To many of us, the brain looks a bit like a cauliflower. Yet the verb I most often use to describe the development of the neocortex is ‘flowering’, stark and simple. The advent of this amazing structure evokes in me a sense of beauty, exuberance, even fragrance. This remarkable research shows that it has also been a multidimensional flowering. The time span that marks the appearance of new genes in the mammalian lineage is the same that sees the emergence of our most advanced neurological feature – the prefrontal cortex. Here I quote Eric Vallender, a neurogeneticist at Harvard Medical School who was not involved in the research, and University of Chicago evolutionary geneticist Manyuang Long, who led the study.
“We were very shocked that there were that many new genes that were upregulated in this part of the brain,” said Long, who added that he was also taken aback by synchronicity of the origin of the genes and the development of novel brain structures. It seems that around the same time that the neocortex and the prefrontal cortex arose, and then expanded in humans, a large collection of genes also popped up.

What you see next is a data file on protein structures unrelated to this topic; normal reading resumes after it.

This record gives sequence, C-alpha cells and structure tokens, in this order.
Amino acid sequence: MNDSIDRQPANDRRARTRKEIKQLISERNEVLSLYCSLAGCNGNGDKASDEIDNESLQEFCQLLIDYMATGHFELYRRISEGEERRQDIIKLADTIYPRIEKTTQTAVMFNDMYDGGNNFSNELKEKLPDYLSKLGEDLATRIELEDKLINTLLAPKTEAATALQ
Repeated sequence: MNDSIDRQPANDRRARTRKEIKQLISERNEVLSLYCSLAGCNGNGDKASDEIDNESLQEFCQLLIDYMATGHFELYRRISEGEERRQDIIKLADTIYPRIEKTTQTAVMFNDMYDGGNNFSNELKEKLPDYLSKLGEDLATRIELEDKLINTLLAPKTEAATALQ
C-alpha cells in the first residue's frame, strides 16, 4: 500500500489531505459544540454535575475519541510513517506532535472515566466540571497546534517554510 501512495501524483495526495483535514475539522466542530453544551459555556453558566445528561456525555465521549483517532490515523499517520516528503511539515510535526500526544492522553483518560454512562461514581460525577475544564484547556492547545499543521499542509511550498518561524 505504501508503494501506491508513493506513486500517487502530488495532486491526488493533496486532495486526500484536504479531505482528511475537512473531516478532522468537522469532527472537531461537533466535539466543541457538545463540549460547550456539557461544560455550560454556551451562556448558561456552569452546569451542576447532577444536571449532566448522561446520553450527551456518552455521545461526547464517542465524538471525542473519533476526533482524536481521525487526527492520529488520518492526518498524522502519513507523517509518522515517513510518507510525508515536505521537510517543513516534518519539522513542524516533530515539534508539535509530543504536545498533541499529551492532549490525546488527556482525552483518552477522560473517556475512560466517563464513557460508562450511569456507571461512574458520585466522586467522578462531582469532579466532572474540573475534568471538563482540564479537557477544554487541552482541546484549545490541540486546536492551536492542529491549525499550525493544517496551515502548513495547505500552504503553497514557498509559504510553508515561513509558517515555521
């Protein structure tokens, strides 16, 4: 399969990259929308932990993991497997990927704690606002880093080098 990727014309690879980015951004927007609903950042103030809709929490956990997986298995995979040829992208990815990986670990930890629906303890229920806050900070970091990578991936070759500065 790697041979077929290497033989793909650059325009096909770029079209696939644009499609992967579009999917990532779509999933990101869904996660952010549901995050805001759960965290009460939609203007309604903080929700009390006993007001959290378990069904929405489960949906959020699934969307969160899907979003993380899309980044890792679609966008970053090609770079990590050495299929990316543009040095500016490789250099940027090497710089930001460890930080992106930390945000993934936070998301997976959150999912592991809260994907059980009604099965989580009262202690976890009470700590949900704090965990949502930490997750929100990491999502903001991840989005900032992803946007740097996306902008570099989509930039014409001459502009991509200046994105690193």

“You always have the correlation versus causation question,” Vallender cautioned. “But it’s very consistent that these genes were all arising at the same time as these new anatomical structures that we know are very important in cognition and behavior.”
Simply imagining to be a living cauldron where new genes and breathtaking form of organization are simultaneously concocted is kinda hot. Kinda cool. And definitely smells good.